The purpose: To co-create competences of product owners and scrum masters and a peer mentoring program to help them develop their skills. To create a strong chapter and/or guild of each role for continuous learning and scale.

Participants: Product owners, scrum masters, with team, leaders (optional) See variation below.

The materials: Any existing competency program used in the organisation. (I used Gallup’s strength finder strengths in the session).

Variation to the workshop: It can be for any role. The important thing is for people actually performing the role and/or working with the role to participate. This can be agile teams, leaders or HR. Although I tend to think HR is the consumer of the outcome not the contributor.

Example: Product Owners Competency Workshop

Set up: In a very simple version of this, only POs are participants of the workshop. A set of competences are used and there is no level to the competences, just the name and description. Each competence is written on a card. I used Clifton’s strength finder that has 34 strengths, hence 34 cards. (You can buy the book and take an assessment to find your strengths).

Round 1 – Individual Assessment

Participants are handed a set of cards each. They have to select the top 5 strengths they consider to be essential for a product owner.

Round 2 – Consensus workshop

All participants take the 5 strengths they had individually selected and pick them out from a new deck that will their common deck. Each different strength is represented by 1 card only no matter how many people picked them. You will end up with the minimum of 5 (if miraculously everyone pick the same one) or 34 (if everyone picked a different one and all the strengths are selected).

To gather consensus, you can use wall planning technique or MoSCoW method. The idea is to get to a final 5.

Note 1: For wall planning, you line the cards in order of importance starting with 1 and then add the next one left or right to the first card and so on. To the left is most important, to the left least important. The left most 5 is selected.

Note 2: For MoSCoW, the must have pile should only have 5.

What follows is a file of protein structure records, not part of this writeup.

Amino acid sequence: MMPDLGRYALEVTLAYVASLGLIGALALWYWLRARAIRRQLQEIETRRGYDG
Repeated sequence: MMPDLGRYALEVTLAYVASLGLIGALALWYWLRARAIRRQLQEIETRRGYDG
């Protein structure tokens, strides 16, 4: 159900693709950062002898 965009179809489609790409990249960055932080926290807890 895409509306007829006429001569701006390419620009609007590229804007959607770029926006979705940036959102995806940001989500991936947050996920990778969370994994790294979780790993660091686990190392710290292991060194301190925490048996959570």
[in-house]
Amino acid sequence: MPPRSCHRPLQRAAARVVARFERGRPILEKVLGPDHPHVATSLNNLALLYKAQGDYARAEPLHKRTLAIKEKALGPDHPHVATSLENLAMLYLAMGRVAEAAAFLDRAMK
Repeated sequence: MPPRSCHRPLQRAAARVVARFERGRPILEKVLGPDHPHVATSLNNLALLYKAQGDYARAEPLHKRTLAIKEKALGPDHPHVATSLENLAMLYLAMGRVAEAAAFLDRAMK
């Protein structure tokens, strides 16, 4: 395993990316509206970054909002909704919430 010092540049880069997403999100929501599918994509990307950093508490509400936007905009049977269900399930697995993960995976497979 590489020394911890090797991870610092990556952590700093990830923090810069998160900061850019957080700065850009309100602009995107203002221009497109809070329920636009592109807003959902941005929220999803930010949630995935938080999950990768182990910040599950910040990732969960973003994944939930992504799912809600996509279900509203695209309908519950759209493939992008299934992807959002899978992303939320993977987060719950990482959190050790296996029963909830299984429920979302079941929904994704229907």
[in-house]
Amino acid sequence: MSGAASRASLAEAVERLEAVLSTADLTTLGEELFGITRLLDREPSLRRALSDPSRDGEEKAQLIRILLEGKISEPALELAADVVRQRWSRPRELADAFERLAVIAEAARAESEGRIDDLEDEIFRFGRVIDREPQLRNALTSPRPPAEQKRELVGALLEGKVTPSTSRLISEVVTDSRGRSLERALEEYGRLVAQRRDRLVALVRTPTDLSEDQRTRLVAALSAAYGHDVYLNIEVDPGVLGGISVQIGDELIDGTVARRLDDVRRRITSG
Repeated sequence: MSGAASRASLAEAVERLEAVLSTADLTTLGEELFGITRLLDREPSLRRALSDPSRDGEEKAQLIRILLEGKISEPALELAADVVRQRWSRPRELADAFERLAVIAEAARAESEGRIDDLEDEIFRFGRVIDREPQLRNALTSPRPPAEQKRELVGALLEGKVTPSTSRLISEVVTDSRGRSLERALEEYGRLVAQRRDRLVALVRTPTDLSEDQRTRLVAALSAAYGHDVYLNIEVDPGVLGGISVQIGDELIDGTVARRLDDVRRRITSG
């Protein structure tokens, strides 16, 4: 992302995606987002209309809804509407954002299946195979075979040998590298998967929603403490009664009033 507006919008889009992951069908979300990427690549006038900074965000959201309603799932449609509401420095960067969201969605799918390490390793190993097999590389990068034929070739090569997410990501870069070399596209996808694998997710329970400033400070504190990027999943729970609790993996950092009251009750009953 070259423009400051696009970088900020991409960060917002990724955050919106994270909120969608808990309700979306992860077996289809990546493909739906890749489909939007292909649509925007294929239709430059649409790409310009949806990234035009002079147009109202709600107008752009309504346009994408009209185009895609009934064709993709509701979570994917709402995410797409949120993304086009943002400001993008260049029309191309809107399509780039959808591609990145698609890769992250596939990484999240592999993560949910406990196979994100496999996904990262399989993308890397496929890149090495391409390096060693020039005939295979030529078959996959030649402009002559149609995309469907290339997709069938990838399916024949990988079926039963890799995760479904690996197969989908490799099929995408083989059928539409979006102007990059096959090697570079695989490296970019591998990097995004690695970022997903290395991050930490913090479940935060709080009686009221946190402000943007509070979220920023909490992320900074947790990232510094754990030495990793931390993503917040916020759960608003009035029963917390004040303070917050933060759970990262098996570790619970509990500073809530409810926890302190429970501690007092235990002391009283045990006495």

Note 3: You may ask, why 5, not 6 or 4 or 7. You can have more or less but too little and the role is too singular in strength, too broad and no one can embody them. To do 5 well is usually the tipping point.

Round 3 – Self Assessment with Peer calibration (we didn’t do this at the open space but I talked about it)

Each participant has a flip chart paper on the wall and they draw a radar chart frame with the scale 0 – 5. On each of the lines, they should write the 5 strengths they had selected in round 2. For each of the strength, they should score themselves on a scale of 0-5 on their effectiveness in displaying and/or exercising the strength. 0 is not at all and 5 is highly effective.

After they had scored themselves, they form groups of 3 to discuss their scoring and explain their idea of the scale. Eg, what does a scale of 3 means for that strength.

Repeat this for several rounds, each time swopping members to have better calibration of their scale.

After a few rounds, they can rescore themselves.

Note 1: Self assessment should be an honest assessment of their own strengths and effectiveness. Hence, the workshop space should be a safe space where their managers are not present and these are not being used for KPI and promotion purposes. The intent at the beginning of the workshop has to be clear.

Note 2: Depending on the maturity of the group, the set of competences and self scoring can be skewed but usually, they can recalibrate through the conversations. The importance is to have the conversations and have as many rounds as possible for discussions on their scoring and scale.